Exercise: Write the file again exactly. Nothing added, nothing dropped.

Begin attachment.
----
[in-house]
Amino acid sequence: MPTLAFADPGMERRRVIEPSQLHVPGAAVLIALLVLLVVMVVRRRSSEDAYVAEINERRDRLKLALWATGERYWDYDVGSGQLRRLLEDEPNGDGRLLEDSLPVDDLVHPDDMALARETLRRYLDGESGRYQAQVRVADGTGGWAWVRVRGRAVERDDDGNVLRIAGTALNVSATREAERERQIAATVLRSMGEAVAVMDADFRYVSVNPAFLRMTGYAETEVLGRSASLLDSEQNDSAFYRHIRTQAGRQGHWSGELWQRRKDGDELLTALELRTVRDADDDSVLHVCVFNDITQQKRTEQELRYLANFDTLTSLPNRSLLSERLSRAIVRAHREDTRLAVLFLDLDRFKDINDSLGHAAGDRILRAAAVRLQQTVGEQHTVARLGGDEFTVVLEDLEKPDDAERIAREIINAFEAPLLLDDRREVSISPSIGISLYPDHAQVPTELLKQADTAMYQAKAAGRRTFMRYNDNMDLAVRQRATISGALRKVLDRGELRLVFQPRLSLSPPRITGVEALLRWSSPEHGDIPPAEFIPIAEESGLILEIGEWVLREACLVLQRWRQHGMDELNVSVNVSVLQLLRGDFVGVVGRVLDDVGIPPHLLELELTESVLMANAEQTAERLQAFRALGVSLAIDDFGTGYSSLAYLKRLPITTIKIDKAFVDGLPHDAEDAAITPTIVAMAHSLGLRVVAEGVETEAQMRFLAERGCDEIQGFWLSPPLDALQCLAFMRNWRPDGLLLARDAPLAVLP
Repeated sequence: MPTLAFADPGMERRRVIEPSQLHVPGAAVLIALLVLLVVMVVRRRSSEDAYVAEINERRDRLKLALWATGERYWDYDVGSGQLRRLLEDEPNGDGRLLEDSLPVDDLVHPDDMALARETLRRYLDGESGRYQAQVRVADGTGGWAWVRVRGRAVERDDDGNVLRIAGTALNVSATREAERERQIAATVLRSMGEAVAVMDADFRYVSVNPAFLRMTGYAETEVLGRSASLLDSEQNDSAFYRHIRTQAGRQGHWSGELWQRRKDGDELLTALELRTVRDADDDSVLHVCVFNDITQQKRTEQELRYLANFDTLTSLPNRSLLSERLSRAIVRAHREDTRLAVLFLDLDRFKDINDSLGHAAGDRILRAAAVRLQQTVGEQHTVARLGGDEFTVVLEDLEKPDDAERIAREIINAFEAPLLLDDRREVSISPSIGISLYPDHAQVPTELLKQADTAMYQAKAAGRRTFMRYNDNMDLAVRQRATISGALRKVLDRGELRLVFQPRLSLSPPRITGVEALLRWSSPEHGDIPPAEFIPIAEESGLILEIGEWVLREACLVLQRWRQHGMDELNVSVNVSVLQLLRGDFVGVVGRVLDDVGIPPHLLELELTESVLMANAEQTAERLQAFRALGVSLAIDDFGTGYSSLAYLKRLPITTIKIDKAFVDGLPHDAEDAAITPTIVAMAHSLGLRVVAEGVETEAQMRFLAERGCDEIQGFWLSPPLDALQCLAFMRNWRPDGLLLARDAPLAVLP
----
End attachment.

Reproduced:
[in-house]
Amino acid sequence: MPTLAFADPGMERRRVIEPSQLHVPGAAVLIALLVLLVVMVVRRRSSEDAYVAEINERRDRLKLALWATGERYWDYDVGSGQLRRLLEDEPNGDGRLLEDSLPVDDLVHPDDMALARETLRRYLDGESGRYQAQVRVADGTGGWAWVRVRGRAVERDDDGNVLRIAGTALNVSATREAERERQIAATVLRSMGEAVAVMDADFRYVSVNPAFLRMTGYAETEVLGRSASLLDSEQNDSAFYRHIRTQAGRQGHWSGELWQRRKDGDELLTALELRTVRDADDDSVLHVCVFNDITQQKRTEQELRYLANFDTLTSLPNRSLLSERLSRAIVRAHREDTRLAVLFLDLDRFKDINDSLGHAAGDRILRAAAVRLQQTVGEQHTVARLGGDEFTVVLEDLEKPDDAERIAREIINAFEAPLLLDDRREVSISPSIGISLYPDHAQVPTELLKQADTAMYQAKAAGRRTFMRYNDNMDLAVRQRATISGALRKVLDRGELRLVFQPRLSLSPPRITGVEALLRWSSPEHGDIPPAEFIPIAEESGLILEIGEWVLREACLVLQRWRQHGMDELNVSVNVSVLQLLRGDFVGVVGRVLDDVGIPPHLLELELTESVLMANAEQTAERLQAFRALGVSLAIDDFGTGYSSLAYLKRLPITTIKIDKAFVDGLPHDAEDAAITPTIVAMAHSLGLRVVAEGVETEAQMRFLAERGCDEIQGFWLSPPLDALQCLAFMRNWRPDGLLLARDAPLAVLP
Repeated sequence: MPTLAFADPGMERRRVIEPSQLHVPGAAVLIALLVLLVVMVVRRRSSEDAYVAEINERRDRLKLALWATGERYWDYDVGSGQLRRLLEDEPNGDGRLLEDSLPVDDLVHPDDMALARETLRRYLDGESGRYQAQVRVADGTGGWAWVRVRGRAVERDDDGNVLRIAGTALNVSATREAERERQIAATVLRSMGEAVAVMDADFRYVSVNPAFLRMTGYAETEVLGRSASLLDSEQNDSAFYRHIRTQAGRQGHWSGELWQRRKDGDELLTALELRTVRDADDDSVLHVCVFNDITQQKRTEQELRYLANFDTLTSLPNRSLLSERLSRAIVRAHREDTRLAVLFLDLDRFKDINDSLGHAAGDRILRAAAVRLQQTVGEQHTVARLGGDEFTVVLEDLEKPDDAERIAREIINAFEAPLLLDDRREVSISPSIGISLYPDHAQVPTELLKQADTAMYQAKAAGRRTFMRYNDNMDLAVRQRATISGALRKVLDRGELRLVFQPRLSLSPPRITGVEALLRWSSPEHGDIPPAEFIPIAEESGLILEIGEWVLREACLVLQRWRQHGMDELNVSVNVSVLQLLRGDFVGVVGRVLDDVGIPPHLLELELTESVLMANAEQTAERLQAFRALGVSLAIDDFGTGYSSLAYLKRLPITTIKIDKAFVDGLPHDAEDAAITPTIVAMAHSLGLRVVAEGVETEAQMRFLAERGCDEIQGFWLSPPLDALQCLAFMRNWRPDGLLLARDAPLAVLP